However, in addition to the memory and decision-making help the magnets would be, I need to have a few more snacks that I won't turn my nose up at and that won't stress my innards that I can have as options.  I am thinking of this because I ate the cheese and nuts to go with the juice.  When I correct the low blood sugar with juice, I will merely crash again in a few hours if I do not have something to balance it.  And I think if cheese and nuts is going to be the best go-to when I am anxious and confused and weak from a crash--the option I would least have to think about--then I need to lessen my cheese and nuts during the day.

You know, my crappy pancreas no longer knows how to do anything but to shoot out copious amounts of insulin if it spots a carbohydrate in my body.  And it really seems to HATE carbohydrates that have flour and sugar both.  Straight sugar is no problem.  Flour with little to no sugar (like a tortilla or saltine) is no problem.  Put them together and neither my digestive system nor my pancreas is very happy should that happen later in the day (for example, having French Toast with breakfast is also no problem).

In thinking about having other options in what to eat, I realize that I have forgotten I like those petite carrots with peanut butter.  I am going to the store after my appointment tomorrow, so I will put those on the list.  I also need to think about eating an egg more frequently than I have of late.  Yes, slicing up cheese and crackers is easy, but an egg or two would be better.  I guess I should also get more yogurt, because I realized I have abandoned that, too.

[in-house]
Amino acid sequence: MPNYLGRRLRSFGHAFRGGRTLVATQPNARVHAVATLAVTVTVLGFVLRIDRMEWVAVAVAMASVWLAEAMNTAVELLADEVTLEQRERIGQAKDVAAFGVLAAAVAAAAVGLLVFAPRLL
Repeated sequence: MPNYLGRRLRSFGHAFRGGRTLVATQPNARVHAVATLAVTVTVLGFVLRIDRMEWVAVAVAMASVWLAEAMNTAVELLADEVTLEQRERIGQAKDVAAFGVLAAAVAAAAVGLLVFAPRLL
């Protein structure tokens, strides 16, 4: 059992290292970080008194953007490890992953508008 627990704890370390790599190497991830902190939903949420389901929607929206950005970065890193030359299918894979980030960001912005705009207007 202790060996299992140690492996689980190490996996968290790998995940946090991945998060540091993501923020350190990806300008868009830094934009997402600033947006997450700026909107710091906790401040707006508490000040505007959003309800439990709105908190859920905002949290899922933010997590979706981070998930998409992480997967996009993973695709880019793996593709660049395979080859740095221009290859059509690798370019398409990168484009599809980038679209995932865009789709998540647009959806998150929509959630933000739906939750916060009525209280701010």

The noodling help I need is some more snack/small meals items that I would cotton consuming (sort of picky eater that I am), which are primarily protein or vegetable.  This would be easy for most people, but when you truly dislike olives, onions, mushrooms, tomatoes, cottage cheese, celery, citrus fruits, peaches, pears, and a dozen other common items that are not coming to mind right now because you am still shaking, you are sort of up a pole without a ladder when it comes to having small, easy-to-prepare things to eat.

So, in writing this, I have noted carrots and peanut butter, yogurt, and eggs.  Can you think of anything else I could either snack on or have as a small meal?  I will promise to try very hard not to "Yes, but..." if you will please offer some noodling help.

[NOTE: I would, at the moment, be weeping with frustration over this problem, but Amos has been frolicking about with his Flower Baby and has now collapsed at my side in exhaustion, with Flower Baby clutched firmly between two paws and resting beneath his head.  Oh, how thankful I am for that silly puppy dog!]

I am Yours, Lord.  Save me!